ICU Management & Practice, ICU Volume 6 - Issue 2 - Summer 2006

Antibiotic Strategies for Prevention of Nosocomial Pulmonary Infections in Mechanically

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Ventilated Patients

R. Ferrer

A. Navas

A. Artigas

Critical Care Center, Sabadell Hospital, Parc Tauli University

Institute, Barcelona Autonomous University, Spain

Ricard Ferrer

[email protected]


Ventilator associated pneumonia (VAP) still remains a leading cause of morbidity and mortality from hospital-acquired infections. Antibiotic strategies for VAP prevention include antibiotic rotation and antibiotic mixing, preventive topical antibiotics in the respiratory tract, selective digestive decontamination (SDD) and preventive systemic antibiotic therapy. However, these strategies have limited utility in the critical care setting. It is, therefore, imperative to select the subgroup of patients that could benefit from antibiotic prevention. Rational antibiotic use is the most useful pharmacological strategy for prevention of nosocomial pneumonia in the ICU.



Ventilator-associated pneumonia (VAP) is the specific type of nosocomial pneumonia (NP) that occurs after the first 48 hours of initiating mechanical ventilation (American Thoracic Society 1996). NP still remains a leading cause of death from hospital-acquired infections. Crude mortality rates range from 24% to 76% depending on the population and clinical setting studied (Fagon et al. 1989; Kollef 1993; Torres et al. 1990).


A variety of measures has been described for the prevention of NP (Dodek et al. 2004; Tablan et al. 2004; Torres & Carlet 2001). The non-antibiotic strategies for preventing NP have been reviewed before (Ferrer et al. 2005). The antibiotic strategies are the main topic of this review (see table 1).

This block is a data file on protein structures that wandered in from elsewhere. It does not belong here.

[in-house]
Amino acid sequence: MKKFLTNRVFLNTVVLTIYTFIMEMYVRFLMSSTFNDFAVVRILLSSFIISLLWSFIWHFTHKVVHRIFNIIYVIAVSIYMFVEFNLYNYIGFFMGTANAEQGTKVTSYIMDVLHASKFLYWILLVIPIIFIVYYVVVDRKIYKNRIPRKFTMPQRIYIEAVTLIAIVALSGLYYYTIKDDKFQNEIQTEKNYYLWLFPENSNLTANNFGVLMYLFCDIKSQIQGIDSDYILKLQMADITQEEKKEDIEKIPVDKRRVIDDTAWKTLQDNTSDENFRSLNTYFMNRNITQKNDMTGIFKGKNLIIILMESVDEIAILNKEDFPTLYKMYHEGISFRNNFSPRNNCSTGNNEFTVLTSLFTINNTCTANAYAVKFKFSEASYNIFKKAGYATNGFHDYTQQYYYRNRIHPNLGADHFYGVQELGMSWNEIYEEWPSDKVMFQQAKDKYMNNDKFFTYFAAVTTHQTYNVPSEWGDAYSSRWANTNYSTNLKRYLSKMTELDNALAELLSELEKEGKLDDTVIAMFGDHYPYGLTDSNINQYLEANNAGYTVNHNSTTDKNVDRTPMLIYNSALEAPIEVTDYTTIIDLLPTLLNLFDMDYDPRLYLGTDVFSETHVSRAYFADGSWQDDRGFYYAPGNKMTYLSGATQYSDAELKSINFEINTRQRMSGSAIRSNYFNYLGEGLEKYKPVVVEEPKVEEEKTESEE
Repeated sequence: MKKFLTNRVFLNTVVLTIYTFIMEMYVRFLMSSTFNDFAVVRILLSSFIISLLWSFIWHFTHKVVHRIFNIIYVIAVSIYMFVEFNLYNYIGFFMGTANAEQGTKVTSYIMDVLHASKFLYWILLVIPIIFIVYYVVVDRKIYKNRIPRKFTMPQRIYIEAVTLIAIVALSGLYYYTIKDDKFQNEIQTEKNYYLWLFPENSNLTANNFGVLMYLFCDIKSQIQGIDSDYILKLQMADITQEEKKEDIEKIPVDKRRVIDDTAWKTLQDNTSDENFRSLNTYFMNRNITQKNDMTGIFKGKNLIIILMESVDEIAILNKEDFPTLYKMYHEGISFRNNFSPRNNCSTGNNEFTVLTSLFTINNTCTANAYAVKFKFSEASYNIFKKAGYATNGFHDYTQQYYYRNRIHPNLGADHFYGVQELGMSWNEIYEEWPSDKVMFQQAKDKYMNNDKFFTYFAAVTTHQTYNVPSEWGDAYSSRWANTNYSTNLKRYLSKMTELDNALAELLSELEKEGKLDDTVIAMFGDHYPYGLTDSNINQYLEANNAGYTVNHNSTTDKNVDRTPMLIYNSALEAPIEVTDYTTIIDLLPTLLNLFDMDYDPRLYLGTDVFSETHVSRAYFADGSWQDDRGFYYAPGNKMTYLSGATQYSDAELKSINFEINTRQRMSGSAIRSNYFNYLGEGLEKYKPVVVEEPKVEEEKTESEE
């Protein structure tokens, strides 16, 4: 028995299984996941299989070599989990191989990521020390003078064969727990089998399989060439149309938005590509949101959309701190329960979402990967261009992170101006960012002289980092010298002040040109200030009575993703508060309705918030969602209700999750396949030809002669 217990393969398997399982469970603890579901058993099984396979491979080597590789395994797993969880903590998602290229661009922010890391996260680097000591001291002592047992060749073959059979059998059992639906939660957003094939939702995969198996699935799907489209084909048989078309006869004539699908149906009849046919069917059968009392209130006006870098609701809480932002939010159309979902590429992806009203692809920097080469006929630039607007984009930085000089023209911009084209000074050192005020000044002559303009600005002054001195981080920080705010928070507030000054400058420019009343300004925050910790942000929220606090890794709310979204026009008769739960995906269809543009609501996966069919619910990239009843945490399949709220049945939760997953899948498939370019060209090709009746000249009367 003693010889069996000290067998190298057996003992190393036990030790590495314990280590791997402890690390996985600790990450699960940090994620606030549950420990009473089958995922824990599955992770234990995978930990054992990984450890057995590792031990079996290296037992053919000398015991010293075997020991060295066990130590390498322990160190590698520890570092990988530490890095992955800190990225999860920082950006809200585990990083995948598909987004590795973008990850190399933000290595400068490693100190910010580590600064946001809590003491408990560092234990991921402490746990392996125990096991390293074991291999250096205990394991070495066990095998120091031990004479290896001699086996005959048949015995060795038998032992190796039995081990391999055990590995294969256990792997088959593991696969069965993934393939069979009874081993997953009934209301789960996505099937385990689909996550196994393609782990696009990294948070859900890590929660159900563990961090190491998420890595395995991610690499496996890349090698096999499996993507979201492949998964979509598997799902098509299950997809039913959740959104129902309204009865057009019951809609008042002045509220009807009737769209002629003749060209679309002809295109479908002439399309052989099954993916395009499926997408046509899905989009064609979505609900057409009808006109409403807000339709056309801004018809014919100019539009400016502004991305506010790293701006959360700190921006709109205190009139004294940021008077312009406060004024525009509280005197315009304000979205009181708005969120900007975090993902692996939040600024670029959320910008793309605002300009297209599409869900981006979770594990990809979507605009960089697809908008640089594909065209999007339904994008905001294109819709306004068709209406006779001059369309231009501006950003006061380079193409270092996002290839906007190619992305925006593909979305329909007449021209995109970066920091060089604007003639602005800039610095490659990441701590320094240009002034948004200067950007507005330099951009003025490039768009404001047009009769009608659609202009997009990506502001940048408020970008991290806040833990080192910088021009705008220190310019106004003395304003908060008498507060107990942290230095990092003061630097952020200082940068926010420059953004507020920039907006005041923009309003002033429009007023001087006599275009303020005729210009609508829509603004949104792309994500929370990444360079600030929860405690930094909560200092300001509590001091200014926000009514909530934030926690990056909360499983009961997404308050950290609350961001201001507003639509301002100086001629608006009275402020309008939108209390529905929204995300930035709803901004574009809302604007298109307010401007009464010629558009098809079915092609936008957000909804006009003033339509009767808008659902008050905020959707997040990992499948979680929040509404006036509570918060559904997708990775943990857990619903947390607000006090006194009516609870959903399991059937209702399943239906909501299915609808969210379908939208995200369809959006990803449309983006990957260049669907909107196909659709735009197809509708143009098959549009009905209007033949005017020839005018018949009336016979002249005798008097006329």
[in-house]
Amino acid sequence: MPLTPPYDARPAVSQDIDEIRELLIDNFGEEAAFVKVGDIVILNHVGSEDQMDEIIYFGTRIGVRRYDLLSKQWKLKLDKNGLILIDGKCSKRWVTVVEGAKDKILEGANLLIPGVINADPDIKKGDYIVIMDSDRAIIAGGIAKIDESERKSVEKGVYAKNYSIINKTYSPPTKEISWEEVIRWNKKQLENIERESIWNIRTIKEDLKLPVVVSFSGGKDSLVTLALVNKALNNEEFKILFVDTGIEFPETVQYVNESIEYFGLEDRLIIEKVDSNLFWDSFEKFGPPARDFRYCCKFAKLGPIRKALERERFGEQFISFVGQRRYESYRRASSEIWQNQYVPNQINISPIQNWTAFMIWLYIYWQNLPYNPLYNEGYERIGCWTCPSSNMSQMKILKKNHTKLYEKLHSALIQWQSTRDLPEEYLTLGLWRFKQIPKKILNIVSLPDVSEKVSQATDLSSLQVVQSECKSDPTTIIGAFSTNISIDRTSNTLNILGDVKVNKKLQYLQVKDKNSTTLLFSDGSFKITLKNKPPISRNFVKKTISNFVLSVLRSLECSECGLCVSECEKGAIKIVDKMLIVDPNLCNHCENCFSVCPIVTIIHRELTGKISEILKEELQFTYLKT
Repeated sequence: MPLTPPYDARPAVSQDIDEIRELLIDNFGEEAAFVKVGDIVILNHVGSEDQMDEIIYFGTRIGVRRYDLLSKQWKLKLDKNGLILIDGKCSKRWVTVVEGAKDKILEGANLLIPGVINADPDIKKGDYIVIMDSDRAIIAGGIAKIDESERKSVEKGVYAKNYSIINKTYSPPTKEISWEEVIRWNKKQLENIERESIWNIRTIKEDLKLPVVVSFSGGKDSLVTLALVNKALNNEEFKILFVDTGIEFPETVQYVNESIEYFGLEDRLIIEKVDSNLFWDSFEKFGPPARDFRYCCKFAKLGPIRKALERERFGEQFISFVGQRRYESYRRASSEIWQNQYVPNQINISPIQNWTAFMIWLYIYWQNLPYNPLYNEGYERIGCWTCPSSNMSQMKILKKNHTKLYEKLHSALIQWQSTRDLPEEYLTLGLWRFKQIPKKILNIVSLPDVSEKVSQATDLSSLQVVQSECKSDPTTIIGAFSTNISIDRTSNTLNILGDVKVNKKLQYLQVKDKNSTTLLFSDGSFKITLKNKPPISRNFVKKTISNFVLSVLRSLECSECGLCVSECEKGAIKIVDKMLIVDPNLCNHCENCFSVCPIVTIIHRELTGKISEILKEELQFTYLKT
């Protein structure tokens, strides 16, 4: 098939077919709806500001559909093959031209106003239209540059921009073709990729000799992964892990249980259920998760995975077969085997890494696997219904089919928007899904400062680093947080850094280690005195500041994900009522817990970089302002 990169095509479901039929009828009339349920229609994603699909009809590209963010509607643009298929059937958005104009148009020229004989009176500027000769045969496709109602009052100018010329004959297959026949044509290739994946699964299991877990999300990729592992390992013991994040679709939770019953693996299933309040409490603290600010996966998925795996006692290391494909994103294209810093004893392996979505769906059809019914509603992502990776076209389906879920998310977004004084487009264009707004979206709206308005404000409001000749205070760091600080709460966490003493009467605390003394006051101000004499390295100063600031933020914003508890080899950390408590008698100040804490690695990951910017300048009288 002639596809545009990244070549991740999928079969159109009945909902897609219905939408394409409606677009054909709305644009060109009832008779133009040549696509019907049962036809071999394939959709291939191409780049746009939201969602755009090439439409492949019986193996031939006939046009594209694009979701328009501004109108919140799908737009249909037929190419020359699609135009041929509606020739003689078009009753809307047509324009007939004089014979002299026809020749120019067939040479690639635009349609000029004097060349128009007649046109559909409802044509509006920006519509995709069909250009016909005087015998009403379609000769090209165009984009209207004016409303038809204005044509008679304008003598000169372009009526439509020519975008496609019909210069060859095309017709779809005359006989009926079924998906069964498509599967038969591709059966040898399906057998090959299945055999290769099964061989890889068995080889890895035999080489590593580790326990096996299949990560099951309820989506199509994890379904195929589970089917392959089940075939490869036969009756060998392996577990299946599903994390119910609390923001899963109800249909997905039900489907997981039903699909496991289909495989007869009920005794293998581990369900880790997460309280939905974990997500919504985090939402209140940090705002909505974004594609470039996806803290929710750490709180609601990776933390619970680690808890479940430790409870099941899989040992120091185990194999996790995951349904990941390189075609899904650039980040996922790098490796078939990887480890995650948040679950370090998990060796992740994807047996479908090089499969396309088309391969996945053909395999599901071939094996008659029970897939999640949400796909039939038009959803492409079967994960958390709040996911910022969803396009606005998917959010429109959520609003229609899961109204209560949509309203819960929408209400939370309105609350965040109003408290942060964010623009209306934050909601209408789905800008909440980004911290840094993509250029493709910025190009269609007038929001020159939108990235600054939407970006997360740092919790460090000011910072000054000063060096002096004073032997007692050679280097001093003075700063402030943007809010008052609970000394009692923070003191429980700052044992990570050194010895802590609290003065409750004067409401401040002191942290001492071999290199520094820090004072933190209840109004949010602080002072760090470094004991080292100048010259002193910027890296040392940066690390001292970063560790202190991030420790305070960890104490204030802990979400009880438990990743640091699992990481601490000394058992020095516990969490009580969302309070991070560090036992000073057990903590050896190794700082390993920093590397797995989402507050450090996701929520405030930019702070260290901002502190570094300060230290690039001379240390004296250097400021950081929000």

Antibiotic Rotation and Antibiotic Mixing

Previous antibiotic treatment is a risk factor for the presence of potentially drug-resistant bacteria, requiring a much more potent antimicrobial regimen than would normally be employed (Trouillet et al. 1998). It is therefore important to be rational in our choice and use of antibiotics, restricting excessive and inappropriate use. When antibiotics are needed, an adequate and inexpensive measure could be to change the antibiotic class used in the ICU according to an annual schedule, to avoid the development of local resistance. Data from a study, investigating this issue for suspected gramnegative bacterial infections in patients undergoing cardiac surgery, suggested that scheduled changes can reduce the incidence of VAP attributed to antibiotic-resistant gram-negative bacteria (Kollef et al. 1997). However, when more than one antibiotic is employed, mathematical modeling indicates that sequential use of different antibiotics is always inferior to treatment strategies in which, at any given time, equal fractions of the population receive different antibiotics – a type of antibiotic use called mixing (Bergstrom et al. 2004). A recent comparison showed that a strategy of monthly rotation of antibiotics performed better than a strategy of mixing in preventing the acquisition of resistant P. Aeruginosa (Martinez et al. 2006).